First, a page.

“When it’s the minute [11:11], I close my eyes and make a wish. I try and repeat is as many times as I can until the minutes is over. It usually involves crossing my fingers because I’ve been told that it makes it better.”
When and how did you learn this?
“I’m sure in elementary school, it was one of the few luck superstitions I was taught. I heard in passing, like no one teaches you ‘sit down and do this.’”
My informant is my roommate. She went to public elementary school in Los Angeles. I noticed her pointing out the time 11:11 am, so I asked her to explain it to me. We were standing in our kitchen looking at the digital clock on our oven.
Wish-making rituals are very common (wishing on a star, making a wish on an eyelash, etc.) but what’s so interesting about this ritual is that it’s origin can be dated, and a terminus post quem can be established. The time 11:11 only looks special on digital clocks because it’s four 1s in a row. It doesn’t look or feel special on an analog clock. Therefore, this ritual must have been established after the invention and popularization of digital clocks.
“At the end of the [girl scout] meeting, you stand with your hands crossed, you hold hands, you sing Taps once and them hum the tune until we’re done. Someone starts a squeeze, they squeeze the hand of the person next to them, and they stick their foot towards the center of the circle and make a wish. Then the next person’s hand gets squeezed and then they put their foot in and make a wish, and it goes all the way around the circle. And then you turn around and untwist your hands, and then the meeting’s over.”
The informant is my mother. She was a Girl Scout during her childhood, and then she became a Girl Scout Troop Leader. This information was collected during a family zoom call where we were checking in with each other.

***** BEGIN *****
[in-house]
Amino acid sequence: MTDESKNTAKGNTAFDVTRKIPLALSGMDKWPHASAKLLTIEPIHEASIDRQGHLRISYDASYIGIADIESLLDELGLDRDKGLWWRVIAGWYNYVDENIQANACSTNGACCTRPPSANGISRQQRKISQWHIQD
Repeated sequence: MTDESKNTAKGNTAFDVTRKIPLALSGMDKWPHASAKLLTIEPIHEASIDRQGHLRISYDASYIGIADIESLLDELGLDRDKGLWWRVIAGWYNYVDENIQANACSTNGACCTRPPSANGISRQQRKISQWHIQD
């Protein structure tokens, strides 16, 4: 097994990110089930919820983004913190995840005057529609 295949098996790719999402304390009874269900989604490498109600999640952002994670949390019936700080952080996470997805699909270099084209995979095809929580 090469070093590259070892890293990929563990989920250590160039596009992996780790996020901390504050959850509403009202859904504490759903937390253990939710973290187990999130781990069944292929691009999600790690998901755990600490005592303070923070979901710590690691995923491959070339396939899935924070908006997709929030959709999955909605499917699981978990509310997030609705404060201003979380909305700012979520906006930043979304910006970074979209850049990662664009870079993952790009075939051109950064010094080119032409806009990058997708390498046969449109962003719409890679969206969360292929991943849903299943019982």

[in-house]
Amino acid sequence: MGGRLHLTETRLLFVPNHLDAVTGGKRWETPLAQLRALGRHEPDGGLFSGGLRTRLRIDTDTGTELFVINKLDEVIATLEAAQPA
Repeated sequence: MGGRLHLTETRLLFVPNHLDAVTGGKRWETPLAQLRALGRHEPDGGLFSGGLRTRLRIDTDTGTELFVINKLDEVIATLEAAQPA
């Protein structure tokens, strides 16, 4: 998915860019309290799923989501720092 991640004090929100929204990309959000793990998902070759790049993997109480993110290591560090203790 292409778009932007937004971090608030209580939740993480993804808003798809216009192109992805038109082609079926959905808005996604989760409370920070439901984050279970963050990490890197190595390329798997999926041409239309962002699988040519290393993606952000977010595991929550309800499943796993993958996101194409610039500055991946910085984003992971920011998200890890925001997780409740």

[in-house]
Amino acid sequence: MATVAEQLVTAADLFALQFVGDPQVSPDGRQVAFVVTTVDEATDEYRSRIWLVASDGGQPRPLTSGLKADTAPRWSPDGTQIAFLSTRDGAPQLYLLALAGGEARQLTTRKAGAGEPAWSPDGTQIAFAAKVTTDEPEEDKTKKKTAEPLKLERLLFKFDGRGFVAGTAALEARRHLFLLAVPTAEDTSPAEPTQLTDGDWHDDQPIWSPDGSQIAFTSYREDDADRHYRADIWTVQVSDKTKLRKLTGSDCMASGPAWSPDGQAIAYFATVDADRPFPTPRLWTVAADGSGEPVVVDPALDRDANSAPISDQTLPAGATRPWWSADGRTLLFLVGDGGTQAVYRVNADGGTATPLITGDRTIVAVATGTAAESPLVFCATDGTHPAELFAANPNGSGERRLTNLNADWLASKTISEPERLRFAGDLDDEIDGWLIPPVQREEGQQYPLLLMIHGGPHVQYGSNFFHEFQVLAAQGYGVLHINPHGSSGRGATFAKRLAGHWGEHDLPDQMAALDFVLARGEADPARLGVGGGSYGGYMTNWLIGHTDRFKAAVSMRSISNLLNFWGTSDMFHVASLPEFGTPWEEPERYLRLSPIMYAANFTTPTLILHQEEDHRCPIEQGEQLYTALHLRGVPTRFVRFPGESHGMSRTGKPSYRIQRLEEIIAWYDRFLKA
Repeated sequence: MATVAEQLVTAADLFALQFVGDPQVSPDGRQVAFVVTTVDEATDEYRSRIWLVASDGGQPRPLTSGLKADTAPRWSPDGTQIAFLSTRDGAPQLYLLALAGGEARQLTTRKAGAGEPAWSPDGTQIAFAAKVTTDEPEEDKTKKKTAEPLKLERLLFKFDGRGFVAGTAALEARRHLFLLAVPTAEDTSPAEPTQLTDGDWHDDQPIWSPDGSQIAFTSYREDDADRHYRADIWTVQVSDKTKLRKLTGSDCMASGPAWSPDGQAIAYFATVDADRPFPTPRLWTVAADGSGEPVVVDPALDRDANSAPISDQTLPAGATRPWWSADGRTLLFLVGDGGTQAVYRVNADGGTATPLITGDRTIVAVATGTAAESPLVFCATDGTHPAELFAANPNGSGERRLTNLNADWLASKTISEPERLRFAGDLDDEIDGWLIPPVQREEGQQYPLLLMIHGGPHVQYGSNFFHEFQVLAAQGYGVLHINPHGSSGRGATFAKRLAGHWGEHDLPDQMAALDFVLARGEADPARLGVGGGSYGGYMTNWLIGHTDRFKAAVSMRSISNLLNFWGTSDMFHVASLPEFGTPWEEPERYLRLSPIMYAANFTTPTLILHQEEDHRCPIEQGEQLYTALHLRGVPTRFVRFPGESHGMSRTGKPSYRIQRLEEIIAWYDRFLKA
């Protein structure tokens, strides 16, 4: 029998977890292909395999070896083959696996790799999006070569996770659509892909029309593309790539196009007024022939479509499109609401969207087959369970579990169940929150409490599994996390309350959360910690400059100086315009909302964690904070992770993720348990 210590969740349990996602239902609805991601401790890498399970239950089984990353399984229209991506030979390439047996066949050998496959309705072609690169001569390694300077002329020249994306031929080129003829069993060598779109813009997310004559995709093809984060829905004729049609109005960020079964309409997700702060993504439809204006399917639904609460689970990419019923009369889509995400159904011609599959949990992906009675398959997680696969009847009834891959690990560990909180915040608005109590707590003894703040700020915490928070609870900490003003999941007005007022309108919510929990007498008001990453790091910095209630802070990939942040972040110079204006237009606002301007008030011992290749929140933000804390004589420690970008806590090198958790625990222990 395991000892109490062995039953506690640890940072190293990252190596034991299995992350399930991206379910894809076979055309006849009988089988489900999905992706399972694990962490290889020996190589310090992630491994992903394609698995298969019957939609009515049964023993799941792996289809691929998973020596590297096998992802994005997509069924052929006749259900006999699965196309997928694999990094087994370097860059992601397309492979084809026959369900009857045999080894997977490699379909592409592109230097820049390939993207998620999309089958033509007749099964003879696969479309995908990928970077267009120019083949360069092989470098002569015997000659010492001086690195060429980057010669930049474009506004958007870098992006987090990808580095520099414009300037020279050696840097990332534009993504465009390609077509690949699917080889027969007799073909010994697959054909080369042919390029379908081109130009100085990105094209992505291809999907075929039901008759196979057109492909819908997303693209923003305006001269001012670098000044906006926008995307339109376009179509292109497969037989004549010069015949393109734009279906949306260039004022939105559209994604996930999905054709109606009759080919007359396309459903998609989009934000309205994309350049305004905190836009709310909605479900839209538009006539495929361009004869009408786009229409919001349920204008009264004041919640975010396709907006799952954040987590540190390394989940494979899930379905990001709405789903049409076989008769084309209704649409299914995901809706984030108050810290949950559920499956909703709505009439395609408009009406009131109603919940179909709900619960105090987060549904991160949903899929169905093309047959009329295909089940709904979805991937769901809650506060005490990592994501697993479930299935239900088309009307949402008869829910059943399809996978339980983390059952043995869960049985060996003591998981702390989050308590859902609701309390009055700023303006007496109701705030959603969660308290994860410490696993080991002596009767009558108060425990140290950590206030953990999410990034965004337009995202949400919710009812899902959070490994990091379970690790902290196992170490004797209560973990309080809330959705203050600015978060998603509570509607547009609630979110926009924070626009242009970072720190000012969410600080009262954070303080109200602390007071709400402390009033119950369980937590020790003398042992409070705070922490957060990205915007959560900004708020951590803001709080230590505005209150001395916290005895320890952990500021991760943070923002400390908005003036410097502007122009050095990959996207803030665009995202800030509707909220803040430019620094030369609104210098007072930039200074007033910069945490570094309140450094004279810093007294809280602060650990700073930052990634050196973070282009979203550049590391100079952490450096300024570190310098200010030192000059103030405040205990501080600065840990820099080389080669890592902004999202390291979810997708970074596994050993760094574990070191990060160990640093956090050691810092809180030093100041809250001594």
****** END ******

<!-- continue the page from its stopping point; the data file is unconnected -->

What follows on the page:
As a Girl Scout, I participated in the Girl Scout closing circle. It is a universal Girl Scout tradition, seeing as we would do it at the end of large Girl Scout events that included more than just our troop. The Closing Circle ends the meeting in a positive way. Holding hands unifies us as a Girl Scout community, and we through linking up we support each other and our wishes. The sticking out of the feet acts as a marker for how fast the process is moving, and is a visual signal to the troop leader for when to end the song. Taps is a traditional song that has been sung by Girl Scouts and Boy Scouts, and has its roots in US Army traditions.
Context: The informant is my older sister (LC) and the following text is transcribed from our phone conversation. She reflects on a good luck ritual she used to do with her friends that was taught to them by their parents.
Main Text (LC): “The belief or myth behind the meaning of the Dandelion is that if you make a wish and blow on one, and the seeds all go everywhere, your wish will come true. And I think that’s the myth everyone knows about them. But now, to me, they mean something else. They show up in this book about activism and social justice that I read and the book states that the dandelion is a metaphor for change. The book says that just like the dandelion, only one seed is necessary to spread great change, and I find this message very powerful.”